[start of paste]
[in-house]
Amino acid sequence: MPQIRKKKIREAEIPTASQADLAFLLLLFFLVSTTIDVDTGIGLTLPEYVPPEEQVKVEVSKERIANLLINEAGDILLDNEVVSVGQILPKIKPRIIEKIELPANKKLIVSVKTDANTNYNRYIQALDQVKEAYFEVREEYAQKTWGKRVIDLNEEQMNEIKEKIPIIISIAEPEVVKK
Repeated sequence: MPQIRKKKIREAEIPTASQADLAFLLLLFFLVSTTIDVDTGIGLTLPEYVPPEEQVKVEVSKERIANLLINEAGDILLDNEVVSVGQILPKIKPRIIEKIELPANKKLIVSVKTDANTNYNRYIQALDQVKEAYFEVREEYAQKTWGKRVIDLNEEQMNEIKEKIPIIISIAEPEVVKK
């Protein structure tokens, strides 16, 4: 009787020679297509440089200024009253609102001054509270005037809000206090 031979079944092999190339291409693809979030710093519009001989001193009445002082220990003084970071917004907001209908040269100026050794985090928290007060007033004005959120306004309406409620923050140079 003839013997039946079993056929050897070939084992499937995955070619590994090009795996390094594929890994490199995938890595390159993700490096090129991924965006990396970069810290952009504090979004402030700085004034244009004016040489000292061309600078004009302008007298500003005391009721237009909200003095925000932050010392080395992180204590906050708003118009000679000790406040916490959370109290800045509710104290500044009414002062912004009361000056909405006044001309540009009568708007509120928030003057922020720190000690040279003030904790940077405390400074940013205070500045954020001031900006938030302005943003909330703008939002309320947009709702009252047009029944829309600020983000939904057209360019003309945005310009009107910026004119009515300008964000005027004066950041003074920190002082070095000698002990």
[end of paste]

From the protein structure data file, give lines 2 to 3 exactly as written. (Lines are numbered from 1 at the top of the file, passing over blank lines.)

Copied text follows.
Amino acid sequence: MPQIRKKKIREAEIPTASQADLAFLLLLFFLVSTTIDVDTGIGLTLPEYVPPEEQVKVEVSKERIANLLINEAGDILLDNEVVSVGQILPKIKPRIIEKIELPANKKLIVSVKTDANTNYNRYIQALDQVKEAYFEVREEYAQKTWGKRVIDLNEEQMNEIKEKIPIIISIAEPEVVKK
Repeated sequence: MPQIRKKKIREAEIPTASQADLAFLLLLFFLVSTTIDVDTGIGLTLPEYVPPEEQVKVEVSKERIANLLINEAGDILLDNEVVSVGQILPKIKPRIIEKIELPANKKLIVSVKTDANTNYNRYIQALDQVKEAYFEVREEYAQKTWGKRVIDLNEEQMNEIKEKIPIIISIAEPEVVKK